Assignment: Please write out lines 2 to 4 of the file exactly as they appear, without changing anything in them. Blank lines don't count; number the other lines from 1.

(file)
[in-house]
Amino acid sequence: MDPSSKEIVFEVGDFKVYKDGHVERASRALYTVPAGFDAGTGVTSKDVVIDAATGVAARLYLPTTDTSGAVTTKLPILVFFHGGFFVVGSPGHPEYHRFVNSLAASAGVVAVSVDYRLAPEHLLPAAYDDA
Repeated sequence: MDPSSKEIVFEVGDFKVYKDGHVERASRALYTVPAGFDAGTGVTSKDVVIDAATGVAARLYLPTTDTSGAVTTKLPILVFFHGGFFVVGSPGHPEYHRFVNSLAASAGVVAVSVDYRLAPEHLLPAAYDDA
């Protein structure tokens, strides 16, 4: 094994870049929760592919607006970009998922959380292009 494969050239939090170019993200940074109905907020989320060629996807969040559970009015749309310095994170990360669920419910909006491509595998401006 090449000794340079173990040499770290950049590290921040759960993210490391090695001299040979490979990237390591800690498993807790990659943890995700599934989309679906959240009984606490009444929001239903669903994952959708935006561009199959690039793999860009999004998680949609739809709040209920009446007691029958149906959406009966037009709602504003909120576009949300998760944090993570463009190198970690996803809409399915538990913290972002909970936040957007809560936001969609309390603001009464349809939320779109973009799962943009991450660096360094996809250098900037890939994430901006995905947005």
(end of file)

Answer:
Amino acid sequence: MDPSSKEIVFEVGDFKVYKDGHVERASRALYTVPAGFDAGTGVTSKDVVIDAATGVAARLYLPTTDTSGAVTTKLPILVFFHGGFFVVGSPGHPEYHRFVNSLAASAGVVAVSVDYRLAPEHLLPAAYDDA
Repeated sequence: MDPSSKEIVFEVGDFKVYKDGHVERASRALYTVPAGFDAGTGVTSKDVVIDAATGVAARLYLPTTDTSGAVTTKLPILVFFHGGFFVVGSPGHPEYHRFVNSLAASAGVVAVSVDYRLAPEHLLPAAYDDA
């Protein structure tokens, strides 16, 4: 094994870049929760592919607006970009998922959380292009 494969050239939090170019993200940074109905907020989320060629996807969040559970009015749309310095994170990360669920419910909006491509595998401006 090449000794340079173990040499770290950049590290921040759960993210490391090695001299040979490979990237390591800690498993807790990659943890995700599934989309679906959240009984606490009444929001239903669903994952959708935006561009199959690039793999860009999004998680949609739809709040209920009446007691029958149906959406009966037009709602504003909120576009949300998760944090993570463009190198970690996803809409399915538990913290972002909970936040957007809560936001969609309390603001009464349809939320779109973009799962943009991450660096360094996809250098900037890939994430901006995905947005």